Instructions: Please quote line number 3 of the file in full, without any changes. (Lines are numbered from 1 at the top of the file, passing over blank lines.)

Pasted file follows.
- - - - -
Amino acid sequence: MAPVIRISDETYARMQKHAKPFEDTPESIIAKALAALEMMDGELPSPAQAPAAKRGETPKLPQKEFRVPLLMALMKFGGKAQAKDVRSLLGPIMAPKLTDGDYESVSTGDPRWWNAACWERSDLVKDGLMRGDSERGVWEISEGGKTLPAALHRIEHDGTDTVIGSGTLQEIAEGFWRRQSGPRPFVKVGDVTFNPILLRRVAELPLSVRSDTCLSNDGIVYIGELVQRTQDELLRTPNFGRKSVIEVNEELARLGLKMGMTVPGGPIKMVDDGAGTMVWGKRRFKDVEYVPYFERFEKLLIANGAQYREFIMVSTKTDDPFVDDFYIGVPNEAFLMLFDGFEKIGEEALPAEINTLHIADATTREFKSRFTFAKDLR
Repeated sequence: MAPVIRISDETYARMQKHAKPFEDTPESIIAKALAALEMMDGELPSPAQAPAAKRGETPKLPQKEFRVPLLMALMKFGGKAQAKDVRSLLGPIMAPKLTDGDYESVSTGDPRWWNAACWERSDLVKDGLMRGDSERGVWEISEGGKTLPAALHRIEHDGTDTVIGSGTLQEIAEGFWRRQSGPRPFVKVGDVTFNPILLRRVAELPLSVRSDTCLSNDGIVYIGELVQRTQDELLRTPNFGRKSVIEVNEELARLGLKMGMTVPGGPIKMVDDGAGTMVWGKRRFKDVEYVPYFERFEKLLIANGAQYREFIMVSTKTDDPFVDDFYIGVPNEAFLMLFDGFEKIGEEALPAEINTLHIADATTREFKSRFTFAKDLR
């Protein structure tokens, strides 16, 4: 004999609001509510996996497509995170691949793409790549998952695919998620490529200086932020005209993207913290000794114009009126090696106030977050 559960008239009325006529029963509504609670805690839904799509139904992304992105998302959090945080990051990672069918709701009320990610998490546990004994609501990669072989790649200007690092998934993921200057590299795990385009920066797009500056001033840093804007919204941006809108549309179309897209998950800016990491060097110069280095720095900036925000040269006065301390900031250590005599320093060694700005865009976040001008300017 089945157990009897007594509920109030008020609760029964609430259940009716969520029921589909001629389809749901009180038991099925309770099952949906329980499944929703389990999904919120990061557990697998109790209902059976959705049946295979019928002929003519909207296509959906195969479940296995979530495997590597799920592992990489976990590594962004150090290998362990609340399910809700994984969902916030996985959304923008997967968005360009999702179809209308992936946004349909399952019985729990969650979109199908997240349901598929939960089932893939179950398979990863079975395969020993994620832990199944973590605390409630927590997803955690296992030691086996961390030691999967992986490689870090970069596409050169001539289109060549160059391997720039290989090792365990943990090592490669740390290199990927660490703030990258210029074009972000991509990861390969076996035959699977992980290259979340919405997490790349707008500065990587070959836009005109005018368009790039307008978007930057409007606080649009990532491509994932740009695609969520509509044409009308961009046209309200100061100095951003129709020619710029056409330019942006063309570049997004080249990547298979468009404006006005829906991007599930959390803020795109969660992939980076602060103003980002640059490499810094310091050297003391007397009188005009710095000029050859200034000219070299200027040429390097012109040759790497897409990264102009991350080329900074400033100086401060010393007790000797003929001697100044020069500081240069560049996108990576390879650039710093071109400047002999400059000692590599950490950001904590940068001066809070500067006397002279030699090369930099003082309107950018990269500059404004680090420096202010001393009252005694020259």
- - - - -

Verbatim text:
């Protein structure tokens, strides 16, 4: 004999609001509510996996497509995170691949793409790549998952695919998620490529200086932020005209993207913290000794114009009126090696106030977050 559960008239009325006529029963509504609670805690839904799509139904992304992105998302959090945080990051990672069918709701009320990610998490546990004994609501990669072989790649200007690092998934993921200057590299795990385009920066797009500056001033840093804007919204941006809108549309179309897209998950800016990491060097110069280095720095900036925000040269006065301390900031250590005599320093060694700005865009976040001008300017 089945157990009897007594509920109030008020609760029964609430259940009716969520029921589909001629389809749901009180038991099925309770099952949906329980499944929703389990999904919120990061557990697998109790209902059976959705049946295979019928002929003519909207296509959906195969479940296995979530495997590597799920592992990489976990590594962004150090290998362990609340399910809700994984969902916030996985959304923008997967968005360009999702179809209308992936946004349909399952019985729990969650979109199908997240349901598929939960089932893939179950398979990863079975395969020993994620832990199944973590605390409630927590997803955690296992030691086996961390030691999967992986490689870090970069596409050169001539289109060549160059391997720039290989090792365990943990090592490669740390290199990927660490703030990258210029074009972000991509990861390969076996035959699977992980290259979340919405997490790349707008500065990587070959836009005109005018368009790039307008978007930057409007606080649009990532491509994932740009695609969520509509044409009308961009046209309200100061100095951003129709020619710029056409330019942006063309570049997004080249990547298979468009404006006005829906991007599930959390803020795109969660992939980076602060103003980002640059490499810094310091050297003391007397009188005009710095000029050859200034000219070299200027040429390097012109040759790497897409990264102009991350080329900074400033100086401060010393007790000797003929001697100044020069500081240069560049996108990576390879650039710093071109400047002999400059000692590599950490950001904590940068001066809070500067006397002279030699090369930099003082309107950018990269500059404004680090420096202010001393009252005694020259």